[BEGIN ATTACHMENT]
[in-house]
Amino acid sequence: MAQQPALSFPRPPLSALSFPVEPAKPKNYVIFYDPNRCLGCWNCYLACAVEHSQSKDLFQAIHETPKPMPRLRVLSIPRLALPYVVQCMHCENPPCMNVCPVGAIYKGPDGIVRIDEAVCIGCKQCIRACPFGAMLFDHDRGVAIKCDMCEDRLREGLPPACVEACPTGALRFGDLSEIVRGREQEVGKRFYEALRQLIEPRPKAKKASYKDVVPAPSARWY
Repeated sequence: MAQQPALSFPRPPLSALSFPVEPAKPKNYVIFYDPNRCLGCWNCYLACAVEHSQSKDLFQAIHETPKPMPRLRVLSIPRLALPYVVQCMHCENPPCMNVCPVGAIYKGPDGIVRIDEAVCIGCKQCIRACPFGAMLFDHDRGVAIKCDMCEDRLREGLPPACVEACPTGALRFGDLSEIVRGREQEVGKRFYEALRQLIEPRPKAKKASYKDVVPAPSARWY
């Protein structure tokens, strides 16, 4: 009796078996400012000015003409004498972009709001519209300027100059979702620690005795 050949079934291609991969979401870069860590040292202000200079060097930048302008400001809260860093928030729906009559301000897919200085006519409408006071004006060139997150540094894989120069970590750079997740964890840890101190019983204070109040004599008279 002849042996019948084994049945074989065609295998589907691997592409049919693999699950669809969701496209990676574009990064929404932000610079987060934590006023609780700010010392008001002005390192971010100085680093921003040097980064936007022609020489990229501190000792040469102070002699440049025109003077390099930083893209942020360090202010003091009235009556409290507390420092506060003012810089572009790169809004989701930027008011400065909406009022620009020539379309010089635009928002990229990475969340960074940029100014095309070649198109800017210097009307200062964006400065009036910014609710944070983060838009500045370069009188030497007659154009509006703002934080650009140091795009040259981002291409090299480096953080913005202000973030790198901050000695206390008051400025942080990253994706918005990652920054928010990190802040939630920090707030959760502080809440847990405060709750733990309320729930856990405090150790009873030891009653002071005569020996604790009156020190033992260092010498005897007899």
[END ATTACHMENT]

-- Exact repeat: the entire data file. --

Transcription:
[in-house]
Amino acid sequence: MAQQPALSFPRPPLSALSFPVEPAKPKNYVIFYDPNRCLGCWNCYLACAVEHSQSKDLFQAIHETPKPMPRLRVLSIPRLALPYVVQCMHCENPPCMNVCPVGAIYKGPDGIVRIDEAVCIGCKQCIRACPFGAMLFDHDRGVAIKCDMCEDRLREGLPPACVEACPTGALRFGDLSEIVRGREQEVGKRFYEALRQLIEPRPKAKKASYKDVVPAPSARWY
Repeated sequence: MAQQPALSFPRPPLSALSFPVEPAKPKNYVIFYDPNRCLGCWNCYLACAVEHSQSKDLFQAIHETPKPMPRLRVLSIPRLALPYVVQCMHCENPPCMNVCPVGAIYKGPDGIVRIDEAVCIGCKQCIRACPFGAMLFDHDRGVAIKCDMCEDRLREGLPPACVEACPTGALRFGDLSEIVRGREQEVGKRFYEALRQLIEPRPKAKKASYKDVVPAPSARWY
């Protein structure tokens, strides 16, 4: 009796078996400012000015003409004498972009709001519209300027100059979702620690005795 050949079934291609991969979401870069860590040292202000200079060097930048302008400001809260860093928030729906009559301000897919200085006519409408006071004006060139997150540094894989120069970590750079997740964890840890101190019983204070109040004599008279 002849042996019948084994049945074989065609295998589907691997592409049919693999699950669809969701496209990676574009990064929404932000610079987060934590006023609780700010010392008001002005390192971010100085680093921003040097980064936007022609020489990229501190000792040469102070002699440049025109003077390099930083893209942020360090202010003091009235009556409290507390420092506060003012810089572009790169809004989701930027008011400065909406009022620009020539379309010089635009928002990229990475969340960074940029100014095309070649198109800017210097009307200062964006400065009036910014609710944070983060838009500045370069009188030497007659154009509006703002934080650009140091795009040259981002291409090299480096953080913005202000973030790198901050000695206390008051400025942080990253994706918005990652920054928010990190802040939630920090707030959760502080809440847990405060709750733990309320729930856990405090150790009873030891009653002071005569020996604790009156020190033992260092010498005897007899």